GLOW review

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GLOW review

Promotional image for the season three release.

Promotional image for the season three release.

Photo from Netflix

Promotional image for the season three release.

Photo from Netflix

Photo from Netflix

Promotional image for the season three release.

Codi Farmer, Staff Reporter

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The Netflix original TV Show “GLOW” aired its third season in early August. The show, set in the1980’s, follows the story of a group of Los Angeles based women going through career struggles when director Sam Sylvia, played by Marc Maron, calls for “unique women” when casting his new TV Show, “The Gorgeous Ladies of Wrestling”. 

At the end of the last season, the wrestlers, consisting of Ruth (Alison Brie), Debbie (Betty Gilpin), Rhonda (Kate Nash), 11 other women and a few significant others on a bus to Las Vegas to live out Sylvia’s vision on stage. The third season begins with Ruth and Debbie’s wrestling alter-egos at an interview about the Challenger launch up until the crash, which left both the wrestlers and the rest of the world in shock. Now, the wrestlers must overcome this real-world tragedy, while also overcoming their own personal issues and the transition from Los Angeles to Las Vegas.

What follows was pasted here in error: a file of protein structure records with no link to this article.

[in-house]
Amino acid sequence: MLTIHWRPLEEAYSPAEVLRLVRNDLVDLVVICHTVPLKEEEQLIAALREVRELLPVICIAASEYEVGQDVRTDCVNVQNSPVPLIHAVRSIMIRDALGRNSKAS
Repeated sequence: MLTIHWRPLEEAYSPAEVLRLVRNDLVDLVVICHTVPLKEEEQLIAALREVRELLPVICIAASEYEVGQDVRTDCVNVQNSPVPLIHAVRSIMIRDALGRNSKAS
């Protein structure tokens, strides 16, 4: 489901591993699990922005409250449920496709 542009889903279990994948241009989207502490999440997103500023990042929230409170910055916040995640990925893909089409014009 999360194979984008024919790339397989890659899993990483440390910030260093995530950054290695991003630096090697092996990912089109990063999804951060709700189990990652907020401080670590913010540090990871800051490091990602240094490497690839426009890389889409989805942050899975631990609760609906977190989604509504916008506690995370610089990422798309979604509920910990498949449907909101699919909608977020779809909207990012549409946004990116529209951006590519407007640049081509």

One element that I preferred in this season more than the others was the personal realization that all of the characters encountered. The character development that stood out the most was with “Sheila the She-Wolf,” played by Gayle Rankin. For years, she had dressed up every day as a wolf, saying that she identified with wolves more than people. However, after she met her new idol, drag queen Bobby Barnes (Kevin Cahoon), she realizes that her persona wasn’t who she really was and she was encouraged to burn her wolf costume and wig and embrace who she really was.

Another thing, though, that has been consistently amazing throughout the entire show was set design and continuity with the time period. Since the show is set in 1980’s Los Angeles, there are a lot of specific aspects that are more time period unique and would typically be hard to replicate in current time. “GLOW” creators Liz Flahive and Carly Mensch had no issue recreating everything, from buildings to cars to costumes and hair, everything is so distinctly 1980’s.

I first heard about “GLOW” from my parents, who normally I would not trust with show recommendations, but for once they were completely right. I had no problem binge-watching a season a day for my weekend activity, enjoying the humor and real issues that these characters face. The acting is incredible, the script is hilarious and the aesthetics are wonderful. Everything fits together perfectly and the writers have no issues with giving the audience plot twists to keep them on their toes. I wholeheartedly recommend giving the show a try if you want an easy-watch show for a lazy day, but make sure to watch it before the season four release in 2020, release date TBA.

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